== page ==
“Crissy?” I pull my hands from my eyes, and I can hear normally again. I’m not in the pool anymore, just next to it, my legs dangling in the water. Carly sits next to me, one arm around my shoulder, eyes peering over.

“I’m sorry,” I say. She’s shaking her head.

“Do you really think I’m upset with you for not giving me a kidney?”

Her tone surprises me. “I don’t know.”

“Crissy, you’re my best friend,” she tells me, “not an organ farm. I would never expect you to do that, even if you could. And I’ve never been mad at you for anything. I’m almost hurt you think I would be.”

I can’t look at her, so I look at the water, green with twilight. Goosebumps cover my arms and legs. Memories flash through my mind of our friendship, of text messages sent with aggressive periods, of glances and tone shifts and things that went wrong. I thought I remembered being yelled at, getting into trouble, being a terrible friend. But maybe I don’t. Maybe I’m wrong. Maybe what I remember isn’t the truth. In the water, I see the unmistakable ripple of a giant gray fin coming toward us from the deep end.

“I think something is wrong with me,” I tell her.

After that day, I begin to notice gaps. Tiny details I can’t grasp. Things from my childhood that feel so tangible they can’t possibly be made up. But when I go through photos, there are only pictures of my family smiling, of smashed birthday cakes and icing in hair, or water balloon fights and yearbook photos with missing teeth, Dad in a suit after a long day at work, still creasing his face into a weary grin. I’m starting to wonder if he really is dead, but I can’t remember ever going to a funeral. Maybe they didn’t let me go.

Carly has been my best friend for as long as I can remember. She’s lived down the street from me my entire life, knows everything that has ever happened behind my front door. She has always been there for me, I think. Always tried to be.

I start sleeping underneath my bed because it makes me feel more down to earth. My family moves like lions on the other side of my door, always hesitating just before it as though evaluating whether to strike. No one ever comes in and I only go out to talk to Carly. The words of that conversation haunt me through my every day, that something could be wrong with me and I walk through the world as though everything is fine. Only I don’t know what I’m supposed to do if everything isn’t. Tell my mother? The thought is frightening. So past she walks every day, and the sounds fill me with fear.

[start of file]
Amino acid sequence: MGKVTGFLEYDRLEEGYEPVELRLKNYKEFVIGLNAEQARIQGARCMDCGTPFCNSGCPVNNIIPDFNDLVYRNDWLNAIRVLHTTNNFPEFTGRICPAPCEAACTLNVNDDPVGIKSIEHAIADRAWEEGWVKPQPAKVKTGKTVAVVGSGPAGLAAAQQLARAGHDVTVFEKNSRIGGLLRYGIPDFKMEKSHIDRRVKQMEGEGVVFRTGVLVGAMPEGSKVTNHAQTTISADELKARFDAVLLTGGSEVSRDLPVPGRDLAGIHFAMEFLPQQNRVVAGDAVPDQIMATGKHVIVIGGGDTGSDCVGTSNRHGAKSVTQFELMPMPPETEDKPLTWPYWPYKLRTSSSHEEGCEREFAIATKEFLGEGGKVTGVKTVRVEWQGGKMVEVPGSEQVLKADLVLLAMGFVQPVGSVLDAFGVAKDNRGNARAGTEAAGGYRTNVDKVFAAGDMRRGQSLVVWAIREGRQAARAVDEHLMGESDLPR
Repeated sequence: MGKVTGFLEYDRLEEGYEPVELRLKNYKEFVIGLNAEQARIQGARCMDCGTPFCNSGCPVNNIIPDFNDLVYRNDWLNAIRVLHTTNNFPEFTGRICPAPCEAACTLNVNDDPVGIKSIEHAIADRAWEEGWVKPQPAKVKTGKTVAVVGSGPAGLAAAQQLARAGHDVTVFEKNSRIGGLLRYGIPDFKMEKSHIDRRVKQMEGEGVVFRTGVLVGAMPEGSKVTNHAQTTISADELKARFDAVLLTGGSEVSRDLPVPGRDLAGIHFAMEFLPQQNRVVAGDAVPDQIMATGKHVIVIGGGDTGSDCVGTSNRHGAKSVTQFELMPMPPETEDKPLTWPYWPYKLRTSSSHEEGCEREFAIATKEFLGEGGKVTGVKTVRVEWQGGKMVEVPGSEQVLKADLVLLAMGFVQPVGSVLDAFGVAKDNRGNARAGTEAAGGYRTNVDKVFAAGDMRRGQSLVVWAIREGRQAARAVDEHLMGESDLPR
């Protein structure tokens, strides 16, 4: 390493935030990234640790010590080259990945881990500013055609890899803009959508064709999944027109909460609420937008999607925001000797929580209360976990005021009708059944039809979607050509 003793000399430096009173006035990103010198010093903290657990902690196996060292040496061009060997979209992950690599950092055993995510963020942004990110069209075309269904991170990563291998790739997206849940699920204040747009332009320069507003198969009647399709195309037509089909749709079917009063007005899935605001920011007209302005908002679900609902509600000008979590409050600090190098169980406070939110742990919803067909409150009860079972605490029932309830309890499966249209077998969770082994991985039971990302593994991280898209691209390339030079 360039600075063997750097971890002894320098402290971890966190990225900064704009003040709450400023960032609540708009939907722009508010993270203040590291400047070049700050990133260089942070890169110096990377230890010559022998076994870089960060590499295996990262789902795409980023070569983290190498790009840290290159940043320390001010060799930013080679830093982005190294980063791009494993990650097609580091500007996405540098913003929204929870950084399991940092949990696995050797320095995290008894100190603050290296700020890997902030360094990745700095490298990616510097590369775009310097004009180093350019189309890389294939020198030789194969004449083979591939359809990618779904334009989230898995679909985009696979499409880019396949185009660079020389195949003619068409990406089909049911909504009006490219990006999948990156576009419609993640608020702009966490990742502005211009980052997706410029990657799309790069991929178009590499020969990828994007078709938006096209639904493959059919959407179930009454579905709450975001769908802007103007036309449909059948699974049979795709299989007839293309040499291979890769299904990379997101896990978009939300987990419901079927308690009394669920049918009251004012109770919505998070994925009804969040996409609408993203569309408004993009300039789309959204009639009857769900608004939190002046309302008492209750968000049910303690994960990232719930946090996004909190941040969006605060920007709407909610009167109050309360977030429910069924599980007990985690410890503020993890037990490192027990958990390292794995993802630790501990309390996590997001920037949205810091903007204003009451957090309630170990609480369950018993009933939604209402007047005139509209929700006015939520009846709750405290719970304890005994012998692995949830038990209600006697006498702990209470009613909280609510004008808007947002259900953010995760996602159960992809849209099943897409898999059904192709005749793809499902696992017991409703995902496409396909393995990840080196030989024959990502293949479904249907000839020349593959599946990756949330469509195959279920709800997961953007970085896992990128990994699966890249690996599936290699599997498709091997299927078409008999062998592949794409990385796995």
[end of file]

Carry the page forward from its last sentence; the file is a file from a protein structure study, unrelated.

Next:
That day at the pool, Carly told me in a quiet voice that I need to tell my mom. Not that I should, or that it was a good idea. That I need to, and I consider it every day. There are things moving into my ceiling, I think, small creatures with dozens of legs, and when I watch the wall for too long, I can feel the tickling sensation of their movement against my neck. I put a hole in the wall trying to stop them only to find nothing there. Days seem to pass before I sleep again, but I can’t tell my mother because I know how she will react. Glaring, pale-faced, she will tell me I’m making things up, that this family has grieved enough over my father.

In her house, Carly has an impeccable room decorated in colors stolen from the gentle flame of a candle. Everything is silhouettes, tulle hanging in a canopy over her bed, quiet net baskets pinned to the corners stuffed with animals. Her family is just her and her parents, and they are a deep breath inside my lungs when I wander into their home. Something about the way their features soften when they look at me, the way they hug me close to say hello. It feels safe. Her father has kind eyes, a little like my dad, and he tells me he’s rooting for me when we meet and it’s nice.

In her bedroom, we sit together on the floor. I look at her, try to read her thoughts from the lines in her face, but instead I blurt out my own.

“I want to find my dad.”

She wholeheartedly agrees.

The first moments after the thought hung suspended in the air, it sounded crazy. But the more I consider it, the more it becomes a need, the only way to get better. He is in a place populated entirely by people who know what to do. They will pull me aside, listen to me talk, give me a way to fix all of the things wrong in my room, in the swimming pool. I go through my mother’s file cabinet when she isn’t home one day and find the hospital she’s hidden him at, a placed called North Oaks Hospital, the address in a bold serif font centered at the top. Real. Tangible. I can go. I can go and take Carly with me and my mother won’t ever have to know.